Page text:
In light of a lawsuit with no clear end in sight, New York City officials appear close to abandoning the funding of water district #5, which would tap into an aquifer under Plains Road to provide water while the Catskill Aqueduct is shut down for repairs. At a meeting on June 29, they will present plans to build a temporary water line from the Delaware Aqueduct instead. While that option has been discussed at village board meetings, town officials — with whom the New York City deal was struck — have not been told that developing the new district is officially off the table.
The water questions generate mixed feelings among Plains Road residents. Many of them are dissatisfied with the quality of their well water, and some have said at public meetings that it’s declined as the number of nearby homes has risen. On the other hand, even running test wells was enough to impact the wells of nearby residents who are quite content with their water quality, suggesting to them that the opting out of municipal water won’t be a real choice if the district is created.
Moreover, municipal water to some suggests municipal control; district users will eventually have to pay the government for water, and would give up some control over their water. One resident, who declined to be named, noted that while there are no plans to add fluoride to municipal water, district users would have little choice if that decision were made in the future. The cost question is dismissed by district supporters, who say that the only real difference is that well users don’t know when they will have to spend money to replace a pump. The fluoride issue, presented as a theoretical possibility only, speaks to the inherent tension in a desire for autonomy when it comes to water, which is an inherently shared resource.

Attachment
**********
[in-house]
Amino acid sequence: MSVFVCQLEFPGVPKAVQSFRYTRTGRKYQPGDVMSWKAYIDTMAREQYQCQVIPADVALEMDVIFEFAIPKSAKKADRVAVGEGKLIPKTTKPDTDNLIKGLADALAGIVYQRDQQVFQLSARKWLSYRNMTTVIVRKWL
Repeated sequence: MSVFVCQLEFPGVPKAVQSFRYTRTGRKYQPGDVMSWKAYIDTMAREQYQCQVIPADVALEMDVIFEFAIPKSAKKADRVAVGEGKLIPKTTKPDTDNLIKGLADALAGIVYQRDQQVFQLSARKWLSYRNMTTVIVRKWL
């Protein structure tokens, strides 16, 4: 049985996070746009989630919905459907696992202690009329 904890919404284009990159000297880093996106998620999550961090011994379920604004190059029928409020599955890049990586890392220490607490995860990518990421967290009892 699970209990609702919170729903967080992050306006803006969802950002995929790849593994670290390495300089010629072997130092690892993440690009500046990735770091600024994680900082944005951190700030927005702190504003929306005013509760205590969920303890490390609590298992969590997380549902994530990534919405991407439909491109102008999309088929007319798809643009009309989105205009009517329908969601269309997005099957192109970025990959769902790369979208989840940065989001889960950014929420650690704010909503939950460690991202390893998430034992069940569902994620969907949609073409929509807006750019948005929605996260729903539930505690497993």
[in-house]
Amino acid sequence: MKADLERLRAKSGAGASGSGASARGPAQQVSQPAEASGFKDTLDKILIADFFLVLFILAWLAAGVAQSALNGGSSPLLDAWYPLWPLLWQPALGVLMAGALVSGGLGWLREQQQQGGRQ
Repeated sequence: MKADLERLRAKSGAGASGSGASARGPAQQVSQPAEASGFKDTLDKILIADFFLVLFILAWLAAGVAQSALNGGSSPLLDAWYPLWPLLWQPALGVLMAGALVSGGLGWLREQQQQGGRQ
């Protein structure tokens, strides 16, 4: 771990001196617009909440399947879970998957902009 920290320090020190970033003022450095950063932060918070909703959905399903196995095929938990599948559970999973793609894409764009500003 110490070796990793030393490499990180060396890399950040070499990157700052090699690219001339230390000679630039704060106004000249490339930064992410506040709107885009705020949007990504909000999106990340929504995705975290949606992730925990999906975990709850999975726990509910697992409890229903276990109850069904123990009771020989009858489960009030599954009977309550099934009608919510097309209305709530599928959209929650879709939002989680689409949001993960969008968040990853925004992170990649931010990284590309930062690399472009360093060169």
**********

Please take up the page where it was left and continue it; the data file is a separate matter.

What matters most is that there is a pending lawsuit, which has put the entire water district project on hold until it can be settled or is decided by a Supreme Court Justice. The plaintiffs have apparently not agreed to any offers yet made by town officials, despite Supervisor Neil Bettez telling one reporter, “We are willing to do anything to make this work.” The legal action could be grounds for New York City officials to terminate the contract with the town, but that hasn’t happened, at least not yet.
The uncertainty has led to the temporary pipeline to be planned. It would be used during the shutdowns, which could last up to ten weeks each and are expected to occur in 2018, ’19 and ’20 and then be removed. The advantage village and town officials see in developing water district #5 is that it would leave the community with a backup supply, something which New Paltz alone among communities tapped into the New York City system lacks. That system, which draws water from a wide swath of the state to provide for the massive needs of its millions of residents, once led County Executive Mike Hein to liken Ulster County to a territories occupied for the exploitation of natural resources.
The informational meeting will be held in the community center on Veterans Drive on Thursday, June 29 at 6 p.m.